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December 7, 2011
Q. Did you miss the format of the Winter Meetings in the old days when there were a bunch of trades and all people talked about the trades, and now most of the focus is on free agents?
JIM LEYLAND: Great question. I think it's absolutely right. You know, you can't stop that type of stuff. But I think the Winter Meetings, they were more fun when we were talking about trades and meeting all hours of the night and back and forth, back and forth. And rightfully, so.
I don't want to take anything away from the players out there. Obviously there are some star players out there. And this seems to be Albert Pujols Show and the Wilson Show and the Prince Fielder Show, and that's fine. Don't get me wrong. I understand all of that.
But I think sometimes it's a domino effect. It doesn't really effect us so much this year. But sometimes it's a domino effect when one of those guys signs and something else seems to happen and teams move on in a different direction. But I wish it was more like the old days where it was basically trades.
Q. It's never going to go back to that, is it?
JIM LEYLAND: No, I don't think so. I think this is here to stay. And it's ‑‑ obviously it's good for the media outlets, I guess. They're pounding on those TVs day after day after day. When you're talking about arguably the best player in the game the last ten years or so, that deserves that kind of print, I guess. It's a little different if teams aren't involved, if they're not chasing a free agent like that, then it's not as exciting as it is for the teams that are, obviously.
Q. You're leading the pack in managing wins, I presume managing losses, also, I don't know about that. How do you feel about being the top of those guys?
JIM LEYLAND: I think I was with Tony last night. And I think people forget that I had a six year sabbatical. I was out for a time. I'm energized. I feel great about it. I love what I'm doing. I feel real good. My health is good, knock on wood, and I'm enjoying it.
But those six years really pressure end me up. But it was different for Tony. He didn't have that time off. I guess it means you've been around a long time.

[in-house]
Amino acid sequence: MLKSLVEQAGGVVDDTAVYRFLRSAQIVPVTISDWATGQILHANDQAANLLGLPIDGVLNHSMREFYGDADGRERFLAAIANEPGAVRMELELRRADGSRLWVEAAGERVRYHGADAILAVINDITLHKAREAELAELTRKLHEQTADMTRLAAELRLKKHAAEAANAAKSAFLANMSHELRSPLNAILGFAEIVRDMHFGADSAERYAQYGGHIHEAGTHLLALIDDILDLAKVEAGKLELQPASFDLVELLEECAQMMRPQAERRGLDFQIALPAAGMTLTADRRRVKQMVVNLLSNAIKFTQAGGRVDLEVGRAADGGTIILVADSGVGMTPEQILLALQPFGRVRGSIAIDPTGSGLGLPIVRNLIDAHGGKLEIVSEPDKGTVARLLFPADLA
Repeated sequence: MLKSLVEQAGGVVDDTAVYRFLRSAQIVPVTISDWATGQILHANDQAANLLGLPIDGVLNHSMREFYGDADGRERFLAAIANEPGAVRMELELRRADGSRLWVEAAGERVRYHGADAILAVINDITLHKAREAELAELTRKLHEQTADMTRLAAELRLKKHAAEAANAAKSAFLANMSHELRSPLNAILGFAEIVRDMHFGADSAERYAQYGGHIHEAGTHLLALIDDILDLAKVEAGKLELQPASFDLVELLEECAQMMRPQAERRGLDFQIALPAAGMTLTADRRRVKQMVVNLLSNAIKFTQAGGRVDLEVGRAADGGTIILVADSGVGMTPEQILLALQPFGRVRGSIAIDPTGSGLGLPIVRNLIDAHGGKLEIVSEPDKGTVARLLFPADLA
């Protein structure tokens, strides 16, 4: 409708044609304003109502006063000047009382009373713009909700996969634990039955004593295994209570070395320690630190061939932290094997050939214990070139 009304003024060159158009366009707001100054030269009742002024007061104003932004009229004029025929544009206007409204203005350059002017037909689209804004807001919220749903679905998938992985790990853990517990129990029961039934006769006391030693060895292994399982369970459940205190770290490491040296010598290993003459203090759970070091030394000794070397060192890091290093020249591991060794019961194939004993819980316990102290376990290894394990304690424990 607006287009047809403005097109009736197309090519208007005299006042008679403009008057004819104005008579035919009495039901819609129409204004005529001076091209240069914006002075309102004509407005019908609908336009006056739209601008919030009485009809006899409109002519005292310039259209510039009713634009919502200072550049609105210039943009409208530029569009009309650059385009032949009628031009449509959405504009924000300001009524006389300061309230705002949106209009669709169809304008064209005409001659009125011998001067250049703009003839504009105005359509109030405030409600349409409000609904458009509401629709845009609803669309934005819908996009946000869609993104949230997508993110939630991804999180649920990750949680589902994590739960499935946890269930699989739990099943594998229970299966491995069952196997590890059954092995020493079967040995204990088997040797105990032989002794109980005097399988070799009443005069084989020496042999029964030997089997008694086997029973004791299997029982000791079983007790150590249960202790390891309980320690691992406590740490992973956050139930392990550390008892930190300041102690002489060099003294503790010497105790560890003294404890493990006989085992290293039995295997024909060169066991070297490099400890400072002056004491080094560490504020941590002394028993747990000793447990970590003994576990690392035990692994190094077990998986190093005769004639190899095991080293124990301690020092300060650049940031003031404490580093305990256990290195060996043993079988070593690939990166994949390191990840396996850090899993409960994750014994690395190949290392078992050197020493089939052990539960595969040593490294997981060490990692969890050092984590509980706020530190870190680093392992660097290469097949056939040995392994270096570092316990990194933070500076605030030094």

Q. If he managed those other six years, he might have not been managing now, he might have not been burned out?
JIM LEYLAND: Innings.
Q. You saw Terry Francona out there. How do you think of his new life in television?
JIM LEYLAND: I think he's doing fine. I had a nice chat with him. I have the utmost respect for him. He's a great manager, and a great human being. I guess it's kind of a funny story, really. Bobby and him just kind of seemed to switch jobs. That doesn't happen very often, I guess, in our game.
A great guy. And I just hope that people remember what a tremendous job he did there. Two World Series in 4 and 7. If you're a manager, you know how tough it is to win games. You don't throw that around lightly. I hope he gets the respect he deserves. He's been great for the game. And I'm sure he'll be back in it in a managerial capacity at some point. Right now he's going to do something a little different and he'll be very good at it.
Q. On the total other end of the scale, how well do you know Robin Ventura and where have your guys paths crossed?
JIM LEYLAND: I know Robin from playing over the years and being around him a little bit, but not too much. What a player. I've watched him play. He's very sound, fundamental player. A very good player. I think he'll do fine. I was asked that question on the radio a few minutes ago with Mike Matheny and Robin Ventura coming in never having managed, you know, what my advice would be for them.
I'm not sure what I would tell them because I managed 11 years in the minor leagues. So I had 11 years of experience, it was in the minor leagues, but these guys are cold turkey. So it's going to be a little bit different for them. They're going to figure it out. They're bright guys. And particularly in Mike's case, he's got a world championship club, that could be tough or not so tough for him, you can look at it two different ways. He's following a legend, obviously. I think he's going to handle it fine.
I think Robin will, too. They'll probably, you know, be talking to themselves once in a while after a game wondering with situations. But I'm sure they're going to have a lot of fire power in their coaching staff help them along. I think they're both going to do great.
Q. Is there a division in baseball that's more mysterious right now than the AL central, where you're playing, because of so many different variables, the Minnesota Twins and all their injuries, the White Sox with key players not pulling what you would anticipate the numbers to be. Your team's up‑and‑down season. The Cleveland Indians rise in the last half?
JIM LEYLAND: It was weird in what happened in Minnesota. But I only worry about the Tigers. I don't worry about the rest of the division. I certainly have the utmost respect for it. But you can't control any of those issues. I try to take care of the Tigers. I think we have a good team. We obviously coming off a 95‑win season, which is pretty good, one playoff series win.
We certainly didn't accomplish what we were trying to do. We were trying to get Mike a ring, not a Stanley Cup, but a ring.
Q. Are you surprised that team won 95 games. He didn't have a regular second or third baseman. And the bullpen, particularly in the 7th innings was not really ship‑shape for a lot of the time, but 95 wins came out of that. Does that leave you a little surprised?
JIM LEYLAND: I think it's amazing. What happened to us last year is one of those fairy book stories, really, to be honest with you, because what happened was a couple of things a couple of years before that didn't work out for us at the trading deadline or a little beyond.